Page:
Well, Omnivore can talk of Generation “C,” and indeed, I respect them for their dedication to searching out new directions in French cuisine, but there’s another new trend in restaurants in
When did it start? I’m not certain, but I date it to the 1980’s, when Alain Passard started spending more time in the front than behind the piano.
Much as I like the formality one is treated with, in say, the starred hotel places such as le Bristol, les Ambassadeurs and le Meurice, etc., as if I ever go to those places anymore, a place like I ate at last week – a mere hole in the wall, out of the way, restaurant/bistro called Ripaille, demonstrates this new and very pleasant type of experience.
It started when I called to make a reservation. The person answering the phone asked for the details and I, as always, to make sure people understand my name despite my horrible accent, said (in French) that it was for “Mr. Talbott - like the wine or the car.” The usual response is a stiff-to-pleasant “I much prefer the wine,” but this guy broke into a har-har-har laugh and said he looked forward to my visit.
I entered and he bounced forward to greet me; welcoming me and giving me several choices as to where to sit. Making sure I was comfortably installed, the next few minutes passed in the standard manner – did I wish an aperitif, would I care to hear about the specials and could he supply the wine list?
From there on in, it just got better and better. When I ordered, he acted tickled pink at what I’d chosen (a carpaccio of scallops, pintade and moelleux of chocolate), as if I alone had hit on his favorite dishes. Immediately on serving the scallops he wanted me to know that if I needed more (or less I guess) salt, pepper or olive oil, I should let him know pronto.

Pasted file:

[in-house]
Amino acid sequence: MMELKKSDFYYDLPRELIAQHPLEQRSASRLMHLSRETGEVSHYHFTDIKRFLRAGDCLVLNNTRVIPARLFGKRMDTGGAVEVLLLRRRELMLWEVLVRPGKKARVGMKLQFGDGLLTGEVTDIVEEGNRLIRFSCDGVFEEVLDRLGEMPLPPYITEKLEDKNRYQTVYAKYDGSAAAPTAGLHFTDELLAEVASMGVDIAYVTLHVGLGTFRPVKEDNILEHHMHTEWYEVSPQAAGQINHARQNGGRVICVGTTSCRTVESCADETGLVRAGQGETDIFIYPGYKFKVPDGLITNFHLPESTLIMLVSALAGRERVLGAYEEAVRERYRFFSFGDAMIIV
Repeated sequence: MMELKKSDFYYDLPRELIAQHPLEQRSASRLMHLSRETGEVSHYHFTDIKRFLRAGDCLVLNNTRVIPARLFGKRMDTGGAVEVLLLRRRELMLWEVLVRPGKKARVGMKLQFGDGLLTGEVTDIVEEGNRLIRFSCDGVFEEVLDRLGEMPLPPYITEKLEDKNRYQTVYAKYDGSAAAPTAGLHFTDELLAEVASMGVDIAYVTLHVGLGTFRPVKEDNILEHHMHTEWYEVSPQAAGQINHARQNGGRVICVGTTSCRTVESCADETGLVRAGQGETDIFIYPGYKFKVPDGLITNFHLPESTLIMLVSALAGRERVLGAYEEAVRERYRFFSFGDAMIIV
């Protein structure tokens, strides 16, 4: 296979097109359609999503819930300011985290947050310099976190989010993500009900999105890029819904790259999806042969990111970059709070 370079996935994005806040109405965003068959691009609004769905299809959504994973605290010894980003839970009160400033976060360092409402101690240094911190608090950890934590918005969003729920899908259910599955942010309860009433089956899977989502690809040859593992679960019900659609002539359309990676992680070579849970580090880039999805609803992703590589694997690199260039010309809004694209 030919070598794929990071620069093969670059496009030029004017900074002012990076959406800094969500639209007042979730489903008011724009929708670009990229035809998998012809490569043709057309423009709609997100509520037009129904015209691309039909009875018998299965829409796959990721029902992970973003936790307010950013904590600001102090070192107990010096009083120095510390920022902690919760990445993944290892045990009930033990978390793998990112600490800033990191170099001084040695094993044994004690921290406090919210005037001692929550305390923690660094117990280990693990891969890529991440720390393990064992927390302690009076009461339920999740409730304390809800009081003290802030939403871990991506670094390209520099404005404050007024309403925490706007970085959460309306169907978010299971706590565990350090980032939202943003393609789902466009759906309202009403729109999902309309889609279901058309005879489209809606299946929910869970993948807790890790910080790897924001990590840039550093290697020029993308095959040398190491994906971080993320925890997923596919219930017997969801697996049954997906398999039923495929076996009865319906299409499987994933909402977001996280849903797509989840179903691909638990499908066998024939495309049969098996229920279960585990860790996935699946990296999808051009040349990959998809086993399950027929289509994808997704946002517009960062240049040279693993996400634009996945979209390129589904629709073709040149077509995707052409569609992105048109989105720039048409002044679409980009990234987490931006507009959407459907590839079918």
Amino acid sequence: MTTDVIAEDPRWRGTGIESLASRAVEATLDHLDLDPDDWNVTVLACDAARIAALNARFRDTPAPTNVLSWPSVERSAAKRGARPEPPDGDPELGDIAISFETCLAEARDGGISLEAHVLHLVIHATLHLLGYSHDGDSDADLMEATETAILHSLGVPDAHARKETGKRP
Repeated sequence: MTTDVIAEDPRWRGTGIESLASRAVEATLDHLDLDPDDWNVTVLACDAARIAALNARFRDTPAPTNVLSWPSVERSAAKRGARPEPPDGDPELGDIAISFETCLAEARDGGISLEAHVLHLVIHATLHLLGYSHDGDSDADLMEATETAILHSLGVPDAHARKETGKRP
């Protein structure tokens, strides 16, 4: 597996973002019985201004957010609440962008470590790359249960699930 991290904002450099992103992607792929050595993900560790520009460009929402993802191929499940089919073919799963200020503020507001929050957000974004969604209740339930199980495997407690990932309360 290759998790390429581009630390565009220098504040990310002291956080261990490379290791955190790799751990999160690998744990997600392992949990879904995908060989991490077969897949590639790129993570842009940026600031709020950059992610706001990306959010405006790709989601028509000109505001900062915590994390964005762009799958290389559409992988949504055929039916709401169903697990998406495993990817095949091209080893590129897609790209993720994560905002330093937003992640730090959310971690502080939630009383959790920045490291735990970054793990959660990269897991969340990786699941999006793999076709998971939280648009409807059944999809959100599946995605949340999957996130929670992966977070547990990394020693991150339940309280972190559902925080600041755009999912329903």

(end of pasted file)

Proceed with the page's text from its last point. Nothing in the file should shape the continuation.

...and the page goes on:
Then he said that unfortunately the pintade that day came with rutabagas not cabbage as he had originally announced – “was that OK?” – and I got the sense that if I’d said no, I could have had anything they had in the larder.
When I ordered the wine and asked his opinion, he suggested a slightly less expensive one that would better complement what I had ordered – earning my respect for honesty and the lack of money-grubbing in pushing for a more expensive choice.
Ambiance: the music was not entirely to my liking in choice or sound level, but when I commented that the last two songs by Astrid Gilberto were terrific, he acted like I’d just won “Questions for a Champion.” Other points: there was no bottled water and were no pretentious aspects of service (this was the 17th after all, not LA or the
And I don’t want to imply that Ripaille is the only place like this in Paris; indeed, just this year I can count numerous places this friendly all over; restaurants such as La Cerisaie, Ze Kitchen Galerie and Pinxo.
No, I think there’s definitely a trend - and a most welcome one. There’s nothing like a combination of friendliness and good food – nothing. Remember, ripaille means feast, closely allied with fete, and one certainly feels they fulfill the definition.
My favorites this week are:
69 rue des Dames, 17th (Metro:
Closed weekends (but check, because the information on their card differs from that in Figaroscope)
Formulas at 11 and 15, menus at 23 and 29 €.
70, Boulevard Edgar Quinet, 14th (Metro : Montparnasse-Bienvenue)
T : 01.43.20.98.98
Closed Saturdays and Sundays
A la carte 25-30 €.
Ze Kitchen Galerie
4, rue des Grands Augustins, 6th (Metro: Saint Michel)
T: 01 44 32 00 32
A la carte 30 €.
9, Rue d’Alger, 1st ( Metro: Tuileries)
T : 01 40 20 72 00
A la carte 20-60 €.
* Originally published in December 2005.